Introducing HARD-CORE’s Asahi 4.0

8 May 2015

Launching on International Workers’ Day on May 1, anonymously populated “artist-magnet”/collective HARD-CORE‘s Asahi 4.0 announces itself as a “cloaked initiative” and “curatorial robot” with the celebration of labour at its centre. Rising on rumour and drawing on networks, it’s a project that sounds like a beer brand and follows a bare Apple Store aesthetic, but could mean any number of industries, ideas, art practices of which this long list of Wikipedia entries, named after a Japanese word for ‘morning sun'(朝日, 旭, or あさひ), could potentially point to.

HARD-CORE, Asahi 4.0 (2015)
HARD-CORE, Asahi 4.0 (2015). Courtesy the artists.

“We try to treat HARD-CORE as an individual character that rather controls us,” the collective once told aqnb about their Close Your Eyes exhibition at Ruimte Caesar in Middleburg last year. With Asahi 4.0 they’re seemingly taking that idea to the next level, where, as well as control the artists that created it, HARD-CORE intends to also control the world.

That’s at least an online art one, as the project is dispersed across some of the most influential social media platforms of the day. There, the Venice Biennale is reduced to a single ‘Giardino Di Algoritmi’ on Twitter (“no more national pavilions”), encourages voting on Facebook (“Left… Right… Asahi just goes random”) and gives us a ‘Gas Sensor MQ3’ on Instagram (“What does gas have to do with exhibition making?”).

Perhaps best at explaining the thrust of the white blank box of the Asahi 4.0 countdown is the fairly detailed, though equally obtuse, press release that follows:



#asahi4 #thefuture #starwars #core

A photo posted by Asahi 4.0 (@asahi4.0) on

“No other places than those where we work have been subject to the rigorous changes over the last centuries; from steam engine (1.0) to electrical energy (2.0) to IT (3.0) to Cyber Physical Systems (4.0). This latest Industry 4.0 is currently being developed focusing on the production and incorporation of Autonomous Machines and Virtual Environments within the cycle of industrial production, ultimately leading to a Smart Factory.

Key design concepts of Industry 4.0 are Interoperability, Virtualization, Decentralization, Real-Time Capability, Service Orientation and Modularity. Confronted with this skeleton construct of the future we, at HARD-CORE, could only think of how these concepts are already applied within our ways of working. Even though we operate on a seemingly counterproductive organ called ‘art’ we find ourselves affiliate with the notion of Industry 4.0, and wonder if we could even speak of an Art 4.0.

It might seem far-fetched, yet we do see opportunity and potential for a 4.0-isation of artistic production in the sense of its shift toward a service-oriented practice, integrated with the latest available technologies. The goal is not to force anyone under a 4.0 model against their will but to think of a device on which we, as artists, can rely and experiment with. Coincidentally we have been working in the past years on a curatorial robotic device that is currently arriving at its latest successor named: Asahi 4.0.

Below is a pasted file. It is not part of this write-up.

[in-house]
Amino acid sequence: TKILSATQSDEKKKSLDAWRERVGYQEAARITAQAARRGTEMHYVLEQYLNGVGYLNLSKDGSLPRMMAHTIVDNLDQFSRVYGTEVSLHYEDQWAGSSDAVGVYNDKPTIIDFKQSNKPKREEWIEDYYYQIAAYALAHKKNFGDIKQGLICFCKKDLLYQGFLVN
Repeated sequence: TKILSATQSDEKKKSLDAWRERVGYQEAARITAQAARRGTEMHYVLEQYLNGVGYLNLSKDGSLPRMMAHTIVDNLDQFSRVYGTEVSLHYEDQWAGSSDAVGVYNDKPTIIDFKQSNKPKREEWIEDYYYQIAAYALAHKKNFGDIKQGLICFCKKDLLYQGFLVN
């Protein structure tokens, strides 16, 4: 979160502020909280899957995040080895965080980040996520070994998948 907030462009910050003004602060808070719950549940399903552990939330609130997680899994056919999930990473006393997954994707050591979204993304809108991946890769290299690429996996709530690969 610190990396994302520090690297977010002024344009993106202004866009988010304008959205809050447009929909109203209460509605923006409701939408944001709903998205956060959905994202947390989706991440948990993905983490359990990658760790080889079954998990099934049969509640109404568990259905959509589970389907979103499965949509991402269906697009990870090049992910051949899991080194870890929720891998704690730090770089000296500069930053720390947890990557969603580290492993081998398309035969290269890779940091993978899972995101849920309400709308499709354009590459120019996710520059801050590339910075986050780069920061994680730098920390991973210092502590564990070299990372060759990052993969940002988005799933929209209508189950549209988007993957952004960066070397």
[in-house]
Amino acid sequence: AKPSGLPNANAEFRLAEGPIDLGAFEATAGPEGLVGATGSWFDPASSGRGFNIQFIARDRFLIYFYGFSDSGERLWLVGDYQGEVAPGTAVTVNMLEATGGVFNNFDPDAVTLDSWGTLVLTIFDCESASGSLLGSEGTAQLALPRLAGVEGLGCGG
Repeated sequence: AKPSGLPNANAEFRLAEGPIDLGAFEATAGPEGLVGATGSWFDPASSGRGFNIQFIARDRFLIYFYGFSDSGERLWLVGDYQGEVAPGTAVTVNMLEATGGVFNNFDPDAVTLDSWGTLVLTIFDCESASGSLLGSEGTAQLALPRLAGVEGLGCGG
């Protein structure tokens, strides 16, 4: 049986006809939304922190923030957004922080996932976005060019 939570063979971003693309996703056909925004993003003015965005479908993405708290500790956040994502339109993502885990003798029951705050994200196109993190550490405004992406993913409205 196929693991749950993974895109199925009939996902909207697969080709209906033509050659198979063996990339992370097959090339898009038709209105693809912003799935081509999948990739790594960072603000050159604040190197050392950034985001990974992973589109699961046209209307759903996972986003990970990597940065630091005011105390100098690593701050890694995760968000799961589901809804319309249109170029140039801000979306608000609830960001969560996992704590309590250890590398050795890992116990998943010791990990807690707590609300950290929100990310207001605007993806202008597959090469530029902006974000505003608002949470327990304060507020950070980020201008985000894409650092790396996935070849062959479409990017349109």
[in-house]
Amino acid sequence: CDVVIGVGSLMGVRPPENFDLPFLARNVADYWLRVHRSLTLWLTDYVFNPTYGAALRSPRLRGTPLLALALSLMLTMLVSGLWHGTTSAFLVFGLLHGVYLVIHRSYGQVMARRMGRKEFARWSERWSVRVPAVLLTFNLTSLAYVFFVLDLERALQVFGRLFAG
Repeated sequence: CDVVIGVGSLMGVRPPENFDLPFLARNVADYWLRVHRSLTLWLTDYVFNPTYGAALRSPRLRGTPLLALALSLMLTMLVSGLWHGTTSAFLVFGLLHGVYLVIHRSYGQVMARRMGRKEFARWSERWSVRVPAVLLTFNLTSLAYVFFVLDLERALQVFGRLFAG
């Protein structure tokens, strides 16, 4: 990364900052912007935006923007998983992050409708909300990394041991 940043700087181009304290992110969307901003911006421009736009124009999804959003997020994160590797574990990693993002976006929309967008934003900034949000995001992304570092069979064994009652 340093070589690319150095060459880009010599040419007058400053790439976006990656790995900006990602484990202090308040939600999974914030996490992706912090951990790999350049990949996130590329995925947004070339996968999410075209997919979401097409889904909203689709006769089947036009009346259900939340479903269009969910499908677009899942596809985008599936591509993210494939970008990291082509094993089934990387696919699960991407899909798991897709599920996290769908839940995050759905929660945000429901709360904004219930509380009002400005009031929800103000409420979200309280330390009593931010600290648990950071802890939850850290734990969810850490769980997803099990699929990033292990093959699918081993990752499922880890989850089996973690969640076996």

Asahi 4.0 is still in a phase of development, but the release date is getting closer and closer.” **

Project photos, top right.

HARD-CORE’s curatorial robot Asahi 4.0 launches with a keynote on September 30, 2015.

Header image: HARD-CORE, Asahi 4.0. Courtesy the artists.

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An interview with Iain Ball

29 August 2014

Engaging with Iain Ball’s work requires research. There are words I’d never heard before, clusters of reference points drawn from a breadth of information that seems endless. It probably is. Take the ongoing Energy Pangea project as an example. ‘Europium’, ‘Thulium’, ‘Promethium’. They’re titles of works drawn from the periodic table, more specifically the 15 Lanthanides, otherwise known as ‘rare earth elements’ but paradoxically plentiful as part of the planet’s crust. They’re a substance that both makes up and is extracted from the ground of the globe –a self-consuming entity.

double flip
(Rare Earth Sculptures) Europium 2014

“Information is growing like deforestation and we want to burn shit”, Ball reads at his PHILIPS2013 [The Guts]: Revision 2012 talk at Lima Zulu two years ago. It follows a narrative that defies reason, linking an increase in UFO sightings to a shift in the planet’s magnetic poles and comparing it to Dutch technology company Philips’ ‘Vision 2015’ strategic plan. In using “alien’s as an access point” Ball illustrates the equally irrational and confounding nature of human history where “black swan events are the virus and the blood of progress”. It’s an idea drawn from Nassim Nicholas Taleb’s theory of a societal tendency towards rationalising the emergence of an unexpected occurrence (say, the rise of the internet or economic collapse) into a logical sequence of events. But nothing makes sense and nothing is predictable.